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PET scan shows fissure in lobe. Have chronic cough and breathlessness. Chances of biopsy?

Hello, I am a 37 year old female, recently diagnosed with suspected renal cell carcinoma . It is stage 1, and the tumor is 2,3 cm. I had a PET scan last week because of a chronic cough and very mild shortness of breath, and a 4 mm nodule was detected adjacent to the major fissure within the right lower lobe . The report says Displays no abnormal FDG uptake but might be too small to be accurately characterized by PET. This is felt to probably represent a small area of atelectasis or scarring . The final summary says it is suspicious for metastatic disease. I will be seeing a pulmonologist soon, and am wondering what the chances are that he will want to do a biopsy, given my RCC? My urologist doesn t seem too concerned, but as a mother of 2 very young girls, I am very concerned. With RCC stage 1, what are the chances that this is metastatic disease? I also have a reactive lymph node within the right hilum. What does that mean? Thank you so much! --Linda
Asked On : Wed, 21 Nov 2012
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  User's Response

Sorry to hear about your Renal mass.

Let us discuss about your query on the lung lesion. You do mention that you have a history of chronic cough. For a 4 mm nodule, there is no imaging that could tell you if it is metastatic or not. The only way would be to take it off. But again for a 4mm nodule, doing an additional lung procedure would add to your hospital stay and expenses. The history of chronic cough again adds to the odds that it is not a metastatic lesion. Though I am not able to provide you an exact figure, the incidence of metastases in a 3cm T1 lesion is low.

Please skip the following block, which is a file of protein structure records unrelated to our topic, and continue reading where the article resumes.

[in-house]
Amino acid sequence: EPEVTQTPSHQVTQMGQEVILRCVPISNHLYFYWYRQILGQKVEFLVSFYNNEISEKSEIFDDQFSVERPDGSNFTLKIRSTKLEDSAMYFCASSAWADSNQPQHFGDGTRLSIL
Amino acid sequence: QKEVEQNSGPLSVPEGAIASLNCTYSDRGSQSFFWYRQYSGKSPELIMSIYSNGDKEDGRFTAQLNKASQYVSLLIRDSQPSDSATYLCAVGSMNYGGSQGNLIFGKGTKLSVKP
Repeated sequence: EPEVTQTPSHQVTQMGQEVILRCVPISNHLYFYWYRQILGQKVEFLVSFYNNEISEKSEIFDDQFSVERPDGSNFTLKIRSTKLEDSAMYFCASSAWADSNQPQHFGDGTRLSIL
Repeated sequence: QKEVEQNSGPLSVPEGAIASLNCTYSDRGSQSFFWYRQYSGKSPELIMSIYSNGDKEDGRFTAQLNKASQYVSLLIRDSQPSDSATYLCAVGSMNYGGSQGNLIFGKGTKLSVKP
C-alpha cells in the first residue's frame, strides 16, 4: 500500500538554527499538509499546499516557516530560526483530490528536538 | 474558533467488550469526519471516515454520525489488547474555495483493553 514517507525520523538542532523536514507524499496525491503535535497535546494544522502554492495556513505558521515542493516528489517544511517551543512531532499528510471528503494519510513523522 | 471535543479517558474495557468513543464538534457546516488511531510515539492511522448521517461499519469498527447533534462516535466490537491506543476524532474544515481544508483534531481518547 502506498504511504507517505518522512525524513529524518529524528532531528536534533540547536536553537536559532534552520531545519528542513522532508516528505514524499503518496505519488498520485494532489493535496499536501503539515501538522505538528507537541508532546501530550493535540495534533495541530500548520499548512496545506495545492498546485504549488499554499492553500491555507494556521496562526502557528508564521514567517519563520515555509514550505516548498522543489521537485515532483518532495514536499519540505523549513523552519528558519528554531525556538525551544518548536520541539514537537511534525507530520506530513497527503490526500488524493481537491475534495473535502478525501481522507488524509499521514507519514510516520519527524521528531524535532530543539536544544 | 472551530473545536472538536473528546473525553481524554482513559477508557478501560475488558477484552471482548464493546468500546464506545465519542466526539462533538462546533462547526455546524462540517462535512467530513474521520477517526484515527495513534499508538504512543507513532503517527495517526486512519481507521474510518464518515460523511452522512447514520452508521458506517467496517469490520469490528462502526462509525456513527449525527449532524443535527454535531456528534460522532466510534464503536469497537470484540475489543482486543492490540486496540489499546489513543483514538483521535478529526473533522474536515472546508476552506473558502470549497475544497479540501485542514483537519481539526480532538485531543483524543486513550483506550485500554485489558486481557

I would concur with your surgeon. Currently concentrate on the renal mass and its treatment. You could get a repeat CT examination in 3-6 months time to monitor the lung nodule. If the nodule stays the same size then it is reassuring.

The reactive node means that it is draining some area of infection and hence enlarged - a finding again in favour of the lung nodule being infective.

Close follow up is the best option that I see in your case.

Hope it helped you.

Regards and Best wishes.
Answered: Sat, 16 Feb 2013
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